United Airlines buys stake in biometric screening firm Clear

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A United Airlines Boeing 737 Max 9 aircraft lands at San Francisco International Airport
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United Airlines and the security identity firm Clear have struck a deal that will expand the number of biometric screening kiosks in airports around the U.S.

The partnership, which includes United buying a stake in Clear, is the latest example of an airline using biometric screening to move travelers through airports more quickly and with less hassle.

“Our customers consistently tell us they want expedited security. We think this partnership with Clear will improve their experience,” said Michael Covey, managing director of MileagePlus premier programs for United.

The agreement calls for Clear biometric screening kiosks to be added at the airline’s hub airports Chicago O’Hare, Houston International and Newark Liberty. Clear is already available at United’s other U.S. hub airports in Los Angeles, San Francisco, Washington and Denver.

With 3.8 million members, Clear has been steadily expanding its presence since it was founded in 2010. Earlier this year, Clear was No. 22 on the CNBC Disruptor 50 list, which recognizes companies revolutionizing and transforming industries. The firm — which uses biometric screening to identify passengers and move them through a Transportation Security Administration checkpoint quickly — now has kiosks identifying members at more than 30 U.S. airports.

“Our shared focus on the customer experience will enable us to reduce friction at every touch point and help travelers enjoy more of what they love,” Clear Chairman and CEO Caryn Seidman-Becker said in a release announcing the partnership.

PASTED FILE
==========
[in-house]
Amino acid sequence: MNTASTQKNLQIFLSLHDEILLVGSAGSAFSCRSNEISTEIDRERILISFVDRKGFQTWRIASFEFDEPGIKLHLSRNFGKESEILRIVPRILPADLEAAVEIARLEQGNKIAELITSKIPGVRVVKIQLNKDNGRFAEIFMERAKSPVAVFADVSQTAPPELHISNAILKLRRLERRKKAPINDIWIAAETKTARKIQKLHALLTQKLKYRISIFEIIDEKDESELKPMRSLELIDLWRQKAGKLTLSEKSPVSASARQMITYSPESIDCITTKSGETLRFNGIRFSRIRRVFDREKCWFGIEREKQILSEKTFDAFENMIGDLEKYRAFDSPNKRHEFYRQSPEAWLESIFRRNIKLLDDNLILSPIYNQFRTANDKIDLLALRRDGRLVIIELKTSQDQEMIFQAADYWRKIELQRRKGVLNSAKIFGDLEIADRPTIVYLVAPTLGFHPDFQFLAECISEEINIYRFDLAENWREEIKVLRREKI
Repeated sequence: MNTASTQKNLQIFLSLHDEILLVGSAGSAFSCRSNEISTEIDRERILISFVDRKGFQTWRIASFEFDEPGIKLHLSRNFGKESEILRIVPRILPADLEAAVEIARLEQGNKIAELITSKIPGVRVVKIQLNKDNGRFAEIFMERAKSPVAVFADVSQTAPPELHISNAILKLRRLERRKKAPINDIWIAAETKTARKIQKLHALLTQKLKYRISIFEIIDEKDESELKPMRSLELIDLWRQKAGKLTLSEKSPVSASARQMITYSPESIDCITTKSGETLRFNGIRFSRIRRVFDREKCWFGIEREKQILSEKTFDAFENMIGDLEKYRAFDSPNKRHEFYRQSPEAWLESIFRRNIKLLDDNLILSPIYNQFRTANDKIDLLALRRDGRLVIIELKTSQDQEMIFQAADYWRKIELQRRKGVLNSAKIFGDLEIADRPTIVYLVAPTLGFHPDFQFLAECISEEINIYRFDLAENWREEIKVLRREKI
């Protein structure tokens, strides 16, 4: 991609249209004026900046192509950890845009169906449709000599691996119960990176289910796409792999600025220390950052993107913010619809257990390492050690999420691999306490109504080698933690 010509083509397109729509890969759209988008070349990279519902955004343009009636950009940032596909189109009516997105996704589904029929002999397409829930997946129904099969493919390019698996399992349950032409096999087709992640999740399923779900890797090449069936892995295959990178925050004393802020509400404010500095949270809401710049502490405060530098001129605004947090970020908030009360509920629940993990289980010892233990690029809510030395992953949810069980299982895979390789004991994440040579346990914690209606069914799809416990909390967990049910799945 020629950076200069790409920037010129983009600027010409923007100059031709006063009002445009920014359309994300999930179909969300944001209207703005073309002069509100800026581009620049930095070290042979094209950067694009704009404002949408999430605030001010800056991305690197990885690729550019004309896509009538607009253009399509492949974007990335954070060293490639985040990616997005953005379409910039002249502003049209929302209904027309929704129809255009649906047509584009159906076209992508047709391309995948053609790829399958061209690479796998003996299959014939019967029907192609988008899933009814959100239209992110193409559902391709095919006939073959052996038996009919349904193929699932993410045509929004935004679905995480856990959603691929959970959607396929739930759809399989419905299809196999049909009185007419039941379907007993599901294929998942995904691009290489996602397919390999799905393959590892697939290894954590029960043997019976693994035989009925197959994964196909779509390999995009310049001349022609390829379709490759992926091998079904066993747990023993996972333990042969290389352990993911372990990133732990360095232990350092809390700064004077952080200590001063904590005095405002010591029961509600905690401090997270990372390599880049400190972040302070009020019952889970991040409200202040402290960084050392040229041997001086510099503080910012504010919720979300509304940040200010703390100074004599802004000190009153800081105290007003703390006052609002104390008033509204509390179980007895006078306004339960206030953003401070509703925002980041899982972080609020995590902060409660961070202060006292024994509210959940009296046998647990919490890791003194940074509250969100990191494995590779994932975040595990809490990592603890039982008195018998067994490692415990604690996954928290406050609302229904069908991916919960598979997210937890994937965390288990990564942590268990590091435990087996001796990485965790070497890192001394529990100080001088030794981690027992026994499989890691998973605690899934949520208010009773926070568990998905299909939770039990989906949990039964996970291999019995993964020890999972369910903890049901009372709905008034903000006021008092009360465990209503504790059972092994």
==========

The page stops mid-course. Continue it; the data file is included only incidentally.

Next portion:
Neither United nor Clear are releasing exactly how much the airline is investing in the security identification firm. Delta also has an ownership stake in Clear.

That relationship is one part of Delta’s push in recent years to expand the use of biometric screening so it’s easier and faster for passengers to move from the curb to the airplane. At Delta’s hub in Atlanta, the airline now uses facial recognition systems so passengers can quickly board some international flights without having to show a boarding pass or passport.

Standing in the international terminal of Atlanta Hartsfield-Jackson Airport late last year, Delta CEO Ed Bastian told CNBC, “This is going to be an entirely biometric concourse where customers, through facial recognition will not need paper anymore.”

JetBlue is also testing facial recognition software.

For United’s MileagePlus frequent-flyer members, Clear memberships will be offered for free or at discounted prices. Those MileagePlus members at the highest award levels will receive a complimentary Clear service every year. For other MileagePlus members, the $179 annual cost of Clear will be reduced to as low as $109 per year.

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